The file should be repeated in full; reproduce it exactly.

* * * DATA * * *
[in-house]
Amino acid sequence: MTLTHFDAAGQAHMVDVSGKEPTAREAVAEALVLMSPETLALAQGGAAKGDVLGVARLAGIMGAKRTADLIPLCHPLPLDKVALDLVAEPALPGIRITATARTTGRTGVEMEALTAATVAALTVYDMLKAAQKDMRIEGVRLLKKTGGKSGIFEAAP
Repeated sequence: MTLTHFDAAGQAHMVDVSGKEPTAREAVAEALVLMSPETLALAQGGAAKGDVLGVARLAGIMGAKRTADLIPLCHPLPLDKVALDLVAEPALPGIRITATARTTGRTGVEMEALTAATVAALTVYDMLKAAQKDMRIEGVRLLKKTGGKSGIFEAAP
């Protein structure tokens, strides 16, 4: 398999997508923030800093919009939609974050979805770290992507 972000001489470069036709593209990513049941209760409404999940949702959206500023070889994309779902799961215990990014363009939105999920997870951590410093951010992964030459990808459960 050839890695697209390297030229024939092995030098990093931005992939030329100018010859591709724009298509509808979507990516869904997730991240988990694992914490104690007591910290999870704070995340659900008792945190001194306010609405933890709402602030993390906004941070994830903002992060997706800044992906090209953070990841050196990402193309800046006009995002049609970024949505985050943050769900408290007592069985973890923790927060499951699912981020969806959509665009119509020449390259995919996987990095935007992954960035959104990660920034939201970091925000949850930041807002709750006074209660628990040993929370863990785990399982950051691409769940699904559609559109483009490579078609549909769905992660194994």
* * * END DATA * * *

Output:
[in-house]
Amino acid sequence: MTLTHFDAAGQAHMVDVSGKEPTAREAVAEALVLMSPETLALAQGGAAKGDVLGVARLAGIMGAKRTADLIPLCHPLPLDKVALDLVAEPALPGIRITATARTTGRTGVEMEALTAATVAALTVYDMLKAAQKDMRIEGVRLLKKTGGKSGIFEAAP
Repeated sequence: MTLTHFDAAGQAHMVDVSGKEPTAREAVAEALVLMSPETLALAQGGAAKGDVLGVARLAGIMGAKRTADLIPLCHPLPLDKVALDLVAEPALPGIRITATARTTGRTGVEMEALTAATVAALTVYDMLKAAQKDMRIEGVRLLKKTGGKSGIFEAAP
């Protein structure tokens, strides 16, 4: 398999997508923030800093919009939609974050979805770290992507 972000001489470069036709593209990513049941209760409404999940949702959206500023070889994309779902799961215990990014363009939105999920997870951590410093951010992964030459990808459960 050839890695697209390297030229024939092995030098990093931005992939030329100018010859591709724009298509509808979507990516869904997730991240988990694992914490104690007591910290999870704070995340659900008792945190001194306010609405933890709402602030993390906004941070994830903002992060997706800044992906090209953070990841050196990402193309800046006009995002049609970024949505985050943050769900408290007592069985973890923790927060499951699912981020969806959509665009119509020449390259995919996987990095935007992954960035959104990660920034939201970091925000949850930041807002709750006074209660628990040993929370863990785990399982950051691409769940699904559609559109483009490579078609549909769905992660194994």